Orbit insertion is the spaceflight operation of adjusting a spacecraft's momentum, in particular to allow for entry into a stable orbit around a planet, moon, or other celestial body. This maneuver involves either deceleration from a speed in excess of the respective body's escape velocity, or acceleration to it from a lower speed.
The first kind of orbit insertion is used when capturing into orbit around a celestial body other than Earth, owing to the excess speed of interplanetary transfer orbits relative to their destination orbits. This shedding of excess velocity is typically achieved via a rocket firing known as an orbit insertion burn. For such a maneuver, the spacecraft's engine thrusts in its direction of travel for a specified duration to slow its velocity relative to the target body enough to enter into orbit. Another technique, used when the destination body has a tangible atmosphere, is called aerocapture, which can use the friction of the atmospheric drag to slow down a spacecraft enough to get into orbit. This is very risky, however, and it has never been tested for an orbit insertion. Generally the orbit insertion deceleration is performed with the main engine so that the spacecraft gets into a highly elliptical "capture orbit" and only later the apocenter can be lowered with further decelerations, or even using the atmospheric drag in a controlled way, called aerobraking, to lower the apocenter and circularize the orbit while minimizing the use of onboard fuel. To date, only a handful of NASA and ESA missions have performed aerobraking (Magellan, Mars Reconnaissance Orbiter, Trace Gas Orbiter, Venus Express, ...).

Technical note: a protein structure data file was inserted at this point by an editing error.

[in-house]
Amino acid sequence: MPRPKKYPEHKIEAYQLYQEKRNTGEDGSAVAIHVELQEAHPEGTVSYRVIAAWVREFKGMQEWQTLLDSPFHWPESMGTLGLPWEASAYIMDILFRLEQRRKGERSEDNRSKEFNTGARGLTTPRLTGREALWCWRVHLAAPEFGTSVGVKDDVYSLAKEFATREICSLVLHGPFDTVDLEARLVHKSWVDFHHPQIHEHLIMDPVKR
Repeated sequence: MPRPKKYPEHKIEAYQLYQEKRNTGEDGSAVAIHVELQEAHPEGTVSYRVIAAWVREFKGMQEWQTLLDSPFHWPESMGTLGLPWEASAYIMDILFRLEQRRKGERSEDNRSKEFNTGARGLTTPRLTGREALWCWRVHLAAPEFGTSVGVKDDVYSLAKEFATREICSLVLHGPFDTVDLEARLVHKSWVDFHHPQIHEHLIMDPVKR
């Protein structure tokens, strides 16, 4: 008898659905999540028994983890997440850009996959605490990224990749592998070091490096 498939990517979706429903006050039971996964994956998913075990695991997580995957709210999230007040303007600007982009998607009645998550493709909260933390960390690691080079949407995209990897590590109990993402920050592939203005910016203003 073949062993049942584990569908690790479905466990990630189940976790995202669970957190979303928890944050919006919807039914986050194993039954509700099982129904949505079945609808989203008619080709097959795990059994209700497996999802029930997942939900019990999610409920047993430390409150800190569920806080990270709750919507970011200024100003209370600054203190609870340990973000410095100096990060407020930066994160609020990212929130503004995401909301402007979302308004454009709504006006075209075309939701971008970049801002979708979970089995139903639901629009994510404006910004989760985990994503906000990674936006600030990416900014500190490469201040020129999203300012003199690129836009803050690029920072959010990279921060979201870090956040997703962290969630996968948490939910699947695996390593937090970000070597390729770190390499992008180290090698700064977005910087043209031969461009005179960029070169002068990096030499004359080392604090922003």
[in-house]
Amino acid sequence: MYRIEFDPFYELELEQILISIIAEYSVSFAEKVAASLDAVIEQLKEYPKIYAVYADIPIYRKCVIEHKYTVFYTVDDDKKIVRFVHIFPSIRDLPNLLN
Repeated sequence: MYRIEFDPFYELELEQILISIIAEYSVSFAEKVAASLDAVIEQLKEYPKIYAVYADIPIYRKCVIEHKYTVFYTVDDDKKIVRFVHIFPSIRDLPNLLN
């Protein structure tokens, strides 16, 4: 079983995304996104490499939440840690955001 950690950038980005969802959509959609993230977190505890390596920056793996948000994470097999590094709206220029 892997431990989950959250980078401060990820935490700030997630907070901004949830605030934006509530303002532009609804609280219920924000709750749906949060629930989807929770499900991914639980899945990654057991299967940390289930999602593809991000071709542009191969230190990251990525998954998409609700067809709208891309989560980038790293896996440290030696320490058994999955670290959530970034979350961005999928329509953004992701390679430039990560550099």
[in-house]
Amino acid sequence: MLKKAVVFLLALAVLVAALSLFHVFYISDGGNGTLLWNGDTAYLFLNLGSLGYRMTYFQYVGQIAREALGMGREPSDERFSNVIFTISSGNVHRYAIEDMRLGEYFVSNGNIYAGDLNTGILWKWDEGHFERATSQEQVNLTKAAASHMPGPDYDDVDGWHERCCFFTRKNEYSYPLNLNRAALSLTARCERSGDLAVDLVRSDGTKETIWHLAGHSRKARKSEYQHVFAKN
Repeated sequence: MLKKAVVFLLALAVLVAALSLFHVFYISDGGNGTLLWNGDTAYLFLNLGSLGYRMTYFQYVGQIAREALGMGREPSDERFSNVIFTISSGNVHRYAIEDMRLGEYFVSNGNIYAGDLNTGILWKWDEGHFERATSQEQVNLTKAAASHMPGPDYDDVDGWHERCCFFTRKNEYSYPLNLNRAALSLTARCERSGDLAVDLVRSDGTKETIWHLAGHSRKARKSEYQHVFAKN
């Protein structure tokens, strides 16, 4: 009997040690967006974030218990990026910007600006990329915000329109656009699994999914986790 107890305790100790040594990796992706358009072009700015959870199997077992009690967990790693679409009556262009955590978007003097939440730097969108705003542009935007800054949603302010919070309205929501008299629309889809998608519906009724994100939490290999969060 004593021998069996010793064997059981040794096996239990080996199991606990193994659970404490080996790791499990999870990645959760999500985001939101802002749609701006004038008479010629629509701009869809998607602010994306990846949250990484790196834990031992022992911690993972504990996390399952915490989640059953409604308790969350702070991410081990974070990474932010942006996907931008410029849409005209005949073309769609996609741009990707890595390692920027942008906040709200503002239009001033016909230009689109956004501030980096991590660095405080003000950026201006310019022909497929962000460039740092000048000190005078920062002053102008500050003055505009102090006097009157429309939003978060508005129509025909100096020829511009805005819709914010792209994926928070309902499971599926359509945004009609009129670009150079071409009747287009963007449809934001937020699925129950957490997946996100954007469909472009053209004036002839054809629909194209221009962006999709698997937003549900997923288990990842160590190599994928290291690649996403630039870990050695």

The second type of orbit insertion is used for newly launched satellites and other spacecraft. The majority of space launch vehicles used today can only launch a payload into a very narrow range of orbits. The angle relative to the equator and maximum altitude of these orbits are constrained by the rocket and launch site used. Given this limitation, most payloads are first launched into a transfer orbit, where an additional thrust maneuver is required to circularize the elliptical orbit which results from the initial space launch. The key difference between this kind of maneuver and powered trans-planetary orbit insertion is the significantly lesser change in velocity required to raise or circularize an existing planetary orbit, versus canceling out the considerable velocity of interplanetary cruise.
Although current orbit insertion maneuvers require precisely timed burns of conventional chemical rockets, some headway has been made towards the use of alternative means of stabilizing orbits, such as ion thrusters or plasma propulsion engines to achieve the same result using less fuel over a longer period of time. In addition, research into the use of electrically conducting space tethers to magnetically repel the Earth's magnetic field has shown some promise, which would virtually eliminate the need for fuel altogether.